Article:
6th Circuit Determines That District Court Abused Its Discretion in Exercising Jurisdiction over Declaratory Judgment Action Regarding Coverage
The United States Court of Appeals for the Sixth Circuit has held that a district court abused its discretion in exercising jurisdiction over a declaratory judgment action seeking to establish coverage obligations because: (1) the action would not resolve the underlying litigation; (2) the state court was in a better position to decide the dispute; and (3) the insurers had a better remedy in filing a declaratory judgment action in state court or by waiting to file an action regarding indemnity obligations after the underlying litigation was resolved. Travelers Indemnity Co. v. Bowling Green Prof. Assoc., 2007 WL 2066861 (6th Cir. July 20, 2007).
The policyholder operated an out-patient medical treatment center insured under general liability and professional liability policies. The underlying action arose after a patient left the treatment center subsequent to receiving a methadone treatment and was involved in a fatal car crash, killing himself and the driver of a second vehicle. The general liability insurer sought a declaration that there was no coverage on the grounds that its policy specifically excluded injuries arising out of the rendering or failure to render medical services. The professional liability insurer denied coverage for the claim brought by the estate of the second driver on the grounds that she was not a patient of the clinic.
Having raised the jurisdictional issue sua sponte at oral argument, the court of appeals held that the district court abused its discretion in exercising declaratory judgment jurisdiction. The court applied five factors previously set forth in Grand Trunk W. R.R. v. Consolidated Rail Co., 746 F.2d 323 (6th Cir. 1984): (1) whether the declaratory judgment will "settle the controversy"; (2) whether the declaratory judgment action would "serve a useful purpose in clarifying the legal relations in issue"; (3) whether the action was being used for "procedural fencing"; (4) whether the action would "increase friction between our federal and state courts and improperly encroach on state jurisdiction"; and (5) whether there is an "alternate remedy which is better or more effective." In reviewing these factors, the court held that every factor except the third favored declining jurisdiction.
The court held that the first two factors weighed against exercising jurisdiction because the declaratory judgment action would not settle the underlying litigation. The district court had held that, while the action would not resolve the controversy in the underlying litigation, the action would clarify and establish the scope of coverage for the underlying matters. The Sixth Circuit, however, disagreed, finding that the action would do "nothing to settle the controversy between the other parties . . . who may be affected by the judgment" and who were not joined.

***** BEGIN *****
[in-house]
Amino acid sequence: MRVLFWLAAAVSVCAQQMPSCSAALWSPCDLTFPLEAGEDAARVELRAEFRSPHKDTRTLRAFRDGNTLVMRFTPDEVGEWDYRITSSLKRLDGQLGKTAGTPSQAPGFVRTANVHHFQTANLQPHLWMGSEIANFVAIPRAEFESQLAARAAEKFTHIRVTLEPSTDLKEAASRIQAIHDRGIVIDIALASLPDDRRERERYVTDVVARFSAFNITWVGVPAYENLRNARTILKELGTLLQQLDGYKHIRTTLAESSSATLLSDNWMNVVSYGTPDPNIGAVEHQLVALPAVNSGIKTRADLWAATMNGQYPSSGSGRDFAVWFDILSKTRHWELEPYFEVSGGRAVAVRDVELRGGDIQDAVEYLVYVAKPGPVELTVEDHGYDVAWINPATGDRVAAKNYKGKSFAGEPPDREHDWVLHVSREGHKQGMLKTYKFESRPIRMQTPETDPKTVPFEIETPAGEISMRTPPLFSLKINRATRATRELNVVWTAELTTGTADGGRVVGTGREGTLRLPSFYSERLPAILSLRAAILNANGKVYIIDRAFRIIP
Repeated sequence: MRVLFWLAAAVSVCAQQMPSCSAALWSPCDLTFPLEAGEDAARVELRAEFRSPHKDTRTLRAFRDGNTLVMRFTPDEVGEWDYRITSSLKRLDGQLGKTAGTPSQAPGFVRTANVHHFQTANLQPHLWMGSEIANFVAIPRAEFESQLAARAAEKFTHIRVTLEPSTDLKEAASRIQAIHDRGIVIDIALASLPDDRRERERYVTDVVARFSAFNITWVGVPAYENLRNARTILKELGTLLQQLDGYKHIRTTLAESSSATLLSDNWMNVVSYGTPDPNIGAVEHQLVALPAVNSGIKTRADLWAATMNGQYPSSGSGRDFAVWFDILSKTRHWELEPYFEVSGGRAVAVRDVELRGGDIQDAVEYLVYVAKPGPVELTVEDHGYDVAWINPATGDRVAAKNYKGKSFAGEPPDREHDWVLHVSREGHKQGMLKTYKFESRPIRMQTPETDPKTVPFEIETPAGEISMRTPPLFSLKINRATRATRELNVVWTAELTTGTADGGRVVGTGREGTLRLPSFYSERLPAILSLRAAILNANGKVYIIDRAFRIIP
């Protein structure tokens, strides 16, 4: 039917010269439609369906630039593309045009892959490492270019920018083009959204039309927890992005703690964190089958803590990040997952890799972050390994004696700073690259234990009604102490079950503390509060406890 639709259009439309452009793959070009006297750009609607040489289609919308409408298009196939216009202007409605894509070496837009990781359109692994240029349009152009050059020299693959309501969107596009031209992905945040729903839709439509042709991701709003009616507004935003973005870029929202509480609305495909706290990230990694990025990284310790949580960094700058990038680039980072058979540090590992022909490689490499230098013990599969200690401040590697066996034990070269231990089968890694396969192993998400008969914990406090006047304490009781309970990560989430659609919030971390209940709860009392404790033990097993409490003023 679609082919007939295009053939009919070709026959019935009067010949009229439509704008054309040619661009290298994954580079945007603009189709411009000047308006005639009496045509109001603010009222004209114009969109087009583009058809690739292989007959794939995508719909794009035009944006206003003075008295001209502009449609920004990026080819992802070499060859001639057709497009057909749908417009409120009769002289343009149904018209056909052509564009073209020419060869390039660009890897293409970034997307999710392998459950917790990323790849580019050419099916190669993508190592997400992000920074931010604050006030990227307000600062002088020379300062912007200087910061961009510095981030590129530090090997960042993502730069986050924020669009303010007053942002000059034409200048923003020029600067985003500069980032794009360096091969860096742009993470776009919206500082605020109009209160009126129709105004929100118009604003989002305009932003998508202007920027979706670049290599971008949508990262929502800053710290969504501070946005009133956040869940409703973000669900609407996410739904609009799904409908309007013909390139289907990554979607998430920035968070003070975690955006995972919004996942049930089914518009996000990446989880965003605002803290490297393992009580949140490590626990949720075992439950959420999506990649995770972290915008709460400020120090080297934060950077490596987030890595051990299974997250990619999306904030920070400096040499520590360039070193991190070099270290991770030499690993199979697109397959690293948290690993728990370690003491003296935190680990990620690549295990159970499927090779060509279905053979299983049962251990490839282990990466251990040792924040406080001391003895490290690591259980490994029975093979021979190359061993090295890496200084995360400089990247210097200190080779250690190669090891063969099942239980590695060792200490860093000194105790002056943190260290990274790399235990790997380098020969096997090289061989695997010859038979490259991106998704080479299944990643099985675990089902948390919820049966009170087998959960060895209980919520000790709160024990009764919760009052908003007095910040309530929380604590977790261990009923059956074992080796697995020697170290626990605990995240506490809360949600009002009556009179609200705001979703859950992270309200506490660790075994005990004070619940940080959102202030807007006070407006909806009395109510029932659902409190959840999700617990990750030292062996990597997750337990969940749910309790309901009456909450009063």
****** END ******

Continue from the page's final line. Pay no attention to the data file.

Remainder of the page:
The court concluded that the third factor was neutral, because there was no evidence that the declaratory judgment action was being used for "procedural fencing" or to "race" to judgment.
As to the fourth factor, the court held that exercising jurisdiction would increase friction between the state and federal courts and improperly encroach on state jurisdiction. In reaching that conclusion, the court pointed to three additional considerations:
- "whether the underlying factual issues are important to an informed resolution of the case;
- whether the state trial court is in a better position to evaluate those factual and legal issues . . .; and
- whether there is a close nexus between the underlying factual and legal issues and state law and/or public policy, or whether federal common law or statutory law dictates a resolution of the declaratory judgment action."
The district court had determined that the fourth factor was neutral because both forums would apply Kentucky law, and the state court was not in a significantly better position to do so. The Sixth Circuit disagreed, finding that the state court was in a better position to decide the coverage dispute. The court noted that questions of "insurance contract interpretation are questions of state law with which the Kentucky state courts are more familiar and, therefore, better able to resolve."
The court also determined that state court was a better forum because there were issues in the case that had not been "squarely resolved" under state law. The district court relied on a Kentucky case that held that a nurse had a professional obligation to determine whether an inpatient was capable of safely returning to his bed from the nurse's station. The district court found the case dispositive given that the medical staff in this case allegedly failed properly to determine whether the patient was capable of safely leaving the facility after his methadone treatment. The court of appeals, however, concluded there were "[s]ignificant differences" "between a fall by a[n] [in]patient . . . and one who causes injury to another in a distant location after receiving treatment and leaving the medical facility."
Further, the court determined that the state court was better situated to "identify and enforce the [state] public policies" affecting insurance contracts. Noting that the case did not involve federal law, the court concluded that "a state court forum is preferable."
Regarding the fifth and final factor, the court agreed with the district court that the insurers had a better remedy available to them. According to the court, the insurers could file a declaratory judgment action in state court or file an indemnity action at the conclusion of the underlying litigation.